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Buying Aussie Saves Jobs

When Australians finally return to their offices as the Covid curve is flattened, some may discover that their positions have sadly and unexpectedly been made redundant or their hours seriously reduced.

It’s all in the unemployment numbers, which have been swelling alarmingly over the past few months with many economists warning about future declines in employment.

In September,  Australia’s Unemployment rate was 6.9% with 29,500 more people out of work. However the end of the year is now looming with a fresh crop of school leavers - the embattled class of 2020, who will be looking for work, along with newly graduated University students.

This is bad news with Deloitte Access Economics predicting that the unemployment will remain high until 2024, rising to a whopping 8.3 per cent in 2021-22.

Deloitte Access Economics predicting that the unemployment will remain high until 2024, rising to a whopping 8.3 percent in 2021-22.

What experts are calling the “effective” unemployment rate is at 14% in Victoria, losing 1000 jobs a day under the Andrews Government’s controversial lockdown of the city. That’s double the figure in NSW where the Government is credited for its COVID management and 5% higher than even South Australia. Another measurement – payroll jobs – was down 4.4% nationally but a staggering 7.7% in Victoria.

These are particularly gloomy figures especially with the easing of Canberra’s Coronovirus payments early next year.

What to do?

The answer lies in boosting the economy by changing our spending habits to support local industry.

“Buying locally sourced goods helps to stimulate the Australian manufacturing sector and that supply chain impacts on job creation," says Western Sydney University’s Dr Kathy Tannous, a Senior Economics lecturer. The flow-on effect is estimated to be 10 jobs created in other sectors for every one job created in the manufacturing sector."

KPMG’s Chief Economist,  Brendan Rynne agrees. “Buying locally-made provides a broader benefit than just the economic numbers,” he says. "There would be a $30 billion sales boost provided by each household spending an extra $50 weekly on Australian products. It would result in higher wages, profits and tax revenue."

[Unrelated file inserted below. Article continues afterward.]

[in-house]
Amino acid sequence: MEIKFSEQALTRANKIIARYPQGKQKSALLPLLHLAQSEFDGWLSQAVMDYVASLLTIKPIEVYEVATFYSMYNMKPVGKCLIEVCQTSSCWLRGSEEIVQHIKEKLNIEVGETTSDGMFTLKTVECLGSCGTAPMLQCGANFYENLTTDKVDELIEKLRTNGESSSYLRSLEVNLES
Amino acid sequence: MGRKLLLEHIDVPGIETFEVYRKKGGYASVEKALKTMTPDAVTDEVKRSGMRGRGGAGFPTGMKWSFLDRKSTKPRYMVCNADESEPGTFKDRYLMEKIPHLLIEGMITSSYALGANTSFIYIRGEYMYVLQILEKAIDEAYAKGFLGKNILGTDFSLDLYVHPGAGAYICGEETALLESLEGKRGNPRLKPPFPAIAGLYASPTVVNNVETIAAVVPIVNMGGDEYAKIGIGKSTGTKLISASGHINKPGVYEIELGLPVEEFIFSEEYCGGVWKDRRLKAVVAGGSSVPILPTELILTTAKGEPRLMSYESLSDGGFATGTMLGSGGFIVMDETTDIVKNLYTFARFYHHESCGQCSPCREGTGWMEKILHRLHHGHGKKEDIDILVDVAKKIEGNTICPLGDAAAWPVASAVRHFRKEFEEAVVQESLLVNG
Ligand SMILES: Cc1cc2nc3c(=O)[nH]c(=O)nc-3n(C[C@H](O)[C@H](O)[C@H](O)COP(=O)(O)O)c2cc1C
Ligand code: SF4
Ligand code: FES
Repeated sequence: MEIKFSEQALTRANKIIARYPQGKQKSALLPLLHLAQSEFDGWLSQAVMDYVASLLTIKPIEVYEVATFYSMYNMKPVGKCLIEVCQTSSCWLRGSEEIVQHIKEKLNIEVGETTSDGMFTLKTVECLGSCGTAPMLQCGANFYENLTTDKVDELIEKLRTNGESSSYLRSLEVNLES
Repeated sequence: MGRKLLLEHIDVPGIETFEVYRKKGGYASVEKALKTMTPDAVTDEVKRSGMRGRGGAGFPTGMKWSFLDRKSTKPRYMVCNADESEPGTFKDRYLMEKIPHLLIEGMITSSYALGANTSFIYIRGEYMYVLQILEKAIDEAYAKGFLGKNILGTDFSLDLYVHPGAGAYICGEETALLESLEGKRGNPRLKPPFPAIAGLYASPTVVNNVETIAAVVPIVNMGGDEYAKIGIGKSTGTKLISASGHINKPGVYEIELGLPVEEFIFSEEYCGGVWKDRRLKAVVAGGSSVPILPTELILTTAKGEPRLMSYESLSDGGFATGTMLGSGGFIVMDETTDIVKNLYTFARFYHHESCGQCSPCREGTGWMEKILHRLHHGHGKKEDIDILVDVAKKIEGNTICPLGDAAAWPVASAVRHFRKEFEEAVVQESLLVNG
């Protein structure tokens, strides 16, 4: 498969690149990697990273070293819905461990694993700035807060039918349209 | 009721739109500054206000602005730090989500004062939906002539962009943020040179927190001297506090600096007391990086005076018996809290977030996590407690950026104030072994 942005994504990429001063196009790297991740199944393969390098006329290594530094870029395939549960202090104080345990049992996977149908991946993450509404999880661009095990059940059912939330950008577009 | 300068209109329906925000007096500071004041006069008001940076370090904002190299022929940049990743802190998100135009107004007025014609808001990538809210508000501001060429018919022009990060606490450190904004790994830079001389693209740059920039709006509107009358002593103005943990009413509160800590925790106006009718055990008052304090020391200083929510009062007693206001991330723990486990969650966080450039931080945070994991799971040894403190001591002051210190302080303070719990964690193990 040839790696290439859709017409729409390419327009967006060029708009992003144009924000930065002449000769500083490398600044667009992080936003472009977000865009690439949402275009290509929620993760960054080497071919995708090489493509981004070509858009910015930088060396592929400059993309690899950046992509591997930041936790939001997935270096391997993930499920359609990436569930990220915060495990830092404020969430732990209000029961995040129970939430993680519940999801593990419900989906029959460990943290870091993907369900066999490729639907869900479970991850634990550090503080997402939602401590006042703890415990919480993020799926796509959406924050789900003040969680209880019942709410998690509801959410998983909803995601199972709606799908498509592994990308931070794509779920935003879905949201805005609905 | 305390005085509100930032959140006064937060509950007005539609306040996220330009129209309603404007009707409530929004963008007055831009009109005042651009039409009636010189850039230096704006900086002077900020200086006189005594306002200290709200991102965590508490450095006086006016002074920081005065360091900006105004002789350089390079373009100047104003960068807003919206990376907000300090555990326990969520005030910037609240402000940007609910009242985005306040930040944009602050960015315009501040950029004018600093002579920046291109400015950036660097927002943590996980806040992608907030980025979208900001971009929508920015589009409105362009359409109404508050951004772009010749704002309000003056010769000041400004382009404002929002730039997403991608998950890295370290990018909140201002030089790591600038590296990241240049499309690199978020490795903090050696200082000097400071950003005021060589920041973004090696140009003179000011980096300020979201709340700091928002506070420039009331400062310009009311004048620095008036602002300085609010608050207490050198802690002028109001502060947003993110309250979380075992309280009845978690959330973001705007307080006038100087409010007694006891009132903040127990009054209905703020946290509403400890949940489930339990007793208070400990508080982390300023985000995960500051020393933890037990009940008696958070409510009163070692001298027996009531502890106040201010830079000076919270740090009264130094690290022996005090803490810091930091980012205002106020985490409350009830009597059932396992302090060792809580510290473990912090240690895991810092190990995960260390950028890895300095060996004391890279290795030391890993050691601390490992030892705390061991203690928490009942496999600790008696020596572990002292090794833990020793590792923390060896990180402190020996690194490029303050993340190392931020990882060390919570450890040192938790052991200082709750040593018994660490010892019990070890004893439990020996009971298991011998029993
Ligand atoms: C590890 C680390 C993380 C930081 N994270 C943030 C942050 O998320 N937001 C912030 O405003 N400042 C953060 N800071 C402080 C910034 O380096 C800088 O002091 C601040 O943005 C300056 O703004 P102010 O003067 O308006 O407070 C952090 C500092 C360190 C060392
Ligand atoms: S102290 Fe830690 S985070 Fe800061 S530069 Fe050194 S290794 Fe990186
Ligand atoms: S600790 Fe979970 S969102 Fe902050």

So what do we spend it on?

Luckily this comes at a time when Australia has become a nation of entrepreneurs and proud small business owners, who rely heavily on the country’s natural resources.

The legendary Australian actor may not yet have succumbed to Shibora’s sumptuous Fig Perfume, the Sleepy Time Bath Soak or even the Indian  Lotus & Frangipani Body Scrub but it can only be a matter of time. Meanwhile, Archer is busy exporting to the picky Japanese who love her soaps and her Organic Moisturiser Rose-Hip.

"I absolutely agree that buying local and supporting our businesses results in more employment. Also, more job satisfaction, plus it keeps the money in the area. Once the area is thriving it gives more opportunity for other small businesses to open," she points out.

And there’s Stephen Adamson, who pivoted from working in the theatre to starting men’s underwear brand undicloth®-  when he lost performing arts work in the pandemic. This meant that with a reduced budget, he resorted to doing his own photography and being his own underwear model.

"It makes me so happy that by someone purchasing just one pair of undies from undicloth® , it will have a flow-on effect that filters jobs right across the country,” he says.

And there’s quite a few people involved in Stephen’s production line including a packaging supplier, label printer, cotton twine supplier, fabric knitters, pattern makers, fabric cutters and more right down to the Australian Post workers who send off his orders. 

All this business comes at the perfect time. According to online recruitment specialist, `Seek’, jobs have declined drastically since the same time last year across a range of industries. For example, Accounting job ads had declined by almost 44 percent, legal jobs ads by 43 percent, IT job ads by 38 percent, and sales job ads by 30 percent.

There’s even more sobering Australian Bureau Of Statistics (ABS) figures with 160,000 jobs lost in Hospitality alone between February and August this year and a whopping 300,000 jobs gone in the same period for workers under 35.

So there’s never been a more pertinent time for all of us to try to turn things around by making a conscious choice to Buy Aussie Now.


Ros Reines is a Sydney journalist and the author of four books. She is currently penning her fifth - a memoir of a life in the media


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